Authors: EC Sheedy
Man's Best Friend
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Copyright © 2000, 2012 by Edna Sheedy. All rights reserved under International and Pan-American Copyright Conventions.
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Tim, first, last and always.
And to the "lunch bunch," Vanessa, Susan, Bonnie, and Gail. Pen warriors all.
And Pat from Seattle, who told me all about tall buildings and the bathroom in the sky.
And Nancy, she of the teddy bears and generous heart. You are so special!
Rand Fielding glanced out the driver's side window of his black Mercedes.
Other than a shadowy line of trees, night erased all points of interest. He dropped his gaze to the dashboard clock. After midnight. Again. But this time his long hours—and the last telephone call—had paid off. Big time.
Even the pending deal with Cullen Macy and the millions it would bring in didn't stoke the dying fire in his once competitive soul. He rubbed between his brows, frowned.
Time to move on?
The voice of reason or exhaustion? Rand couldn't tell the difference anymore.
Ignoring the four-car garage, he arced the powerful sedan around his driveway and pulled up in front of his house. Briefcase in hand, he took the first of the five stone steps leading to his door.
On his second step, he heard something... not crying exactly. More like whimpering.
On the next step he saw it, a wicker bassinet propped against the door. A blue satin ribbon tied around it held a handmade sign proclaiming, IT'S A BOY!
His heart stopped with stunning immediacy, and he tried desperately to remember. Could he have...
Nine months ago, he'd been in negotiations for a wireless communications contract in Mexico. He'd barely slept, let alone had sex.
He took the last step.
Propped against the bassinet was a gigantic envelope with HAPPY BIRTHDAY, RAND in bright red letters. He tore it open, and read the note inside.
Every boy should have one. Ned.
Ned! Of course.
The snuffling sound stopped, replaced by a series of sharp yips. Rand leaned to look into the bassinet at the same time two small paws levered up to its edge and tipped it over.
A puppy, all fat belly and bravado, scrambled out. It pawed at Rand's shoes, growled with all the menace it could muster, squatted and peed; missing Rand's five-hundred-dollar wingtips by a bare half inch. That basic need met, it propped itself against his ankle to scratch an itch—a botched effort that toppled the little animal to the lower step.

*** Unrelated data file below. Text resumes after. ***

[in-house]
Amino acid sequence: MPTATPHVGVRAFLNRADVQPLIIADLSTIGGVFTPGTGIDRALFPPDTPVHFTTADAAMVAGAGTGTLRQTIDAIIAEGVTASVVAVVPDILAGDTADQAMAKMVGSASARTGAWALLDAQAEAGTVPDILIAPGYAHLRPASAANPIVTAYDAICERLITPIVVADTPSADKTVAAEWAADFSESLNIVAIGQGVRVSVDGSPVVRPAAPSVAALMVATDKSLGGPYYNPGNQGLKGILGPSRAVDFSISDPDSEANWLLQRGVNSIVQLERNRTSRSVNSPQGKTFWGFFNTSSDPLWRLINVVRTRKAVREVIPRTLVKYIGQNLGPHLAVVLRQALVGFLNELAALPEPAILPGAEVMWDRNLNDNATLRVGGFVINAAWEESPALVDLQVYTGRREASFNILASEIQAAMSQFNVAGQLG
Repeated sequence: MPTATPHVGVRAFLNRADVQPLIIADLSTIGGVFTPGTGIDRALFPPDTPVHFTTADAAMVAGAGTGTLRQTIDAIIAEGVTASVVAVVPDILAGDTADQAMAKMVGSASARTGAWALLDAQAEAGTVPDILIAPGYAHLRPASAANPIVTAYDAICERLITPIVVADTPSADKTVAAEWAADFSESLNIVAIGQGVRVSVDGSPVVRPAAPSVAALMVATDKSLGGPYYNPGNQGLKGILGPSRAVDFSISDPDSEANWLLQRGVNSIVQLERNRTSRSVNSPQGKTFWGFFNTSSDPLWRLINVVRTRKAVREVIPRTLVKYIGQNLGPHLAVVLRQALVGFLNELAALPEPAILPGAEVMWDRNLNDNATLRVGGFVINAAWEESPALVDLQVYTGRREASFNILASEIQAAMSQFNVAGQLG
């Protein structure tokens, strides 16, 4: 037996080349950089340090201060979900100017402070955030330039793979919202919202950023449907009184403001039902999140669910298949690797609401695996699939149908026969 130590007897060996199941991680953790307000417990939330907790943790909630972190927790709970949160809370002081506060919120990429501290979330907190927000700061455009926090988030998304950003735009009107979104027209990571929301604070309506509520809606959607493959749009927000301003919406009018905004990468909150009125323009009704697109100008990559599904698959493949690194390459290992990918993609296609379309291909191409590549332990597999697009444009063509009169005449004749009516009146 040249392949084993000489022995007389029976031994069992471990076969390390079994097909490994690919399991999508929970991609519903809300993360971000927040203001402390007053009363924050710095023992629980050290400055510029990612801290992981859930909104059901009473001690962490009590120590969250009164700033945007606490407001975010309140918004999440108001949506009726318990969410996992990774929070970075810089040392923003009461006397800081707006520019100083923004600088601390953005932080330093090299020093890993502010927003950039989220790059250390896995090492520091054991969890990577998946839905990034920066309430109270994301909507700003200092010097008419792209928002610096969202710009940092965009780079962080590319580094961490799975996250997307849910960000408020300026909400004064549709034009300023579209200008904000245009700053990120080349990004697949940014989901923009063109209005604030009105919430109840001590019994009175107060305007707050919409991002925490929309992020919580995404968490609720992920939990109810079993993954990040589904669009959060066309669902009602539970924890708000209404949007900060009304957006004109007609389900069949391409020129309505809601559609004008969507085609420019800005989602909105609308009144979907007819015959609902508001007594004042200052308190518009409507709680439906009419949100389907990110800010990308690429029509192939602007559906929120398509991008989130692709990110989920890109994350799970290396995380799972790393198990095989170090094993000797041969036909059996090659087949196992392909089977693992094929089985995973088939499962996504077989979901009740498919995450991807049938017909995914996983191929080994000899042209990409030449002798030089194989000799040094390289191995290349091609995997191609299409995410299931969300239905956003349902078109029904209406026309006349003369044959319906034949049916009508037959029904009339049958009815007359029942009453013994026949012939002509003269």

Rand's rescue netted him a sharp nip on the thumb.
He stuffed the pup back in its lace-festooned basket. Its head popped up like a cork in beer, and it licked Rand's hand.
"Forget the apology, small stuff. Tomorrow morning you are outta here. It'd be sooner, if I thought there was any chance Ned would be home before the last club closed."
Not wanting to wake Milton, his house manager and cook, Rand sorted through his keys and opened the door. Briefcase in one hand, beribboned basket in the other, he stepped into his marble-floored entry hall.
He set his case by the door and sucked on his bitten thumb. Damn dog had hypodermics for teeth. Again the pup's head shot up from the bassinet. Sensing it was about to make a freedom leap, Rand pushed him back down and headed for the stairs. The sooner he got the creature settled, the sooner he'd get some sleep.
The pup, given more energy than space, rooted about with fury, growling and tearing at his blankets as if they were mortal enemies. He made more noise than a kennel full of strays at feeding time.
"Yeah, you're one tough puppy, all right."
The ferocious one woofed in agreement. Rand grinned, reached down to ruffle his ear. The pup nipped him again, then triumphantly wagged his skinny excuse for a tail.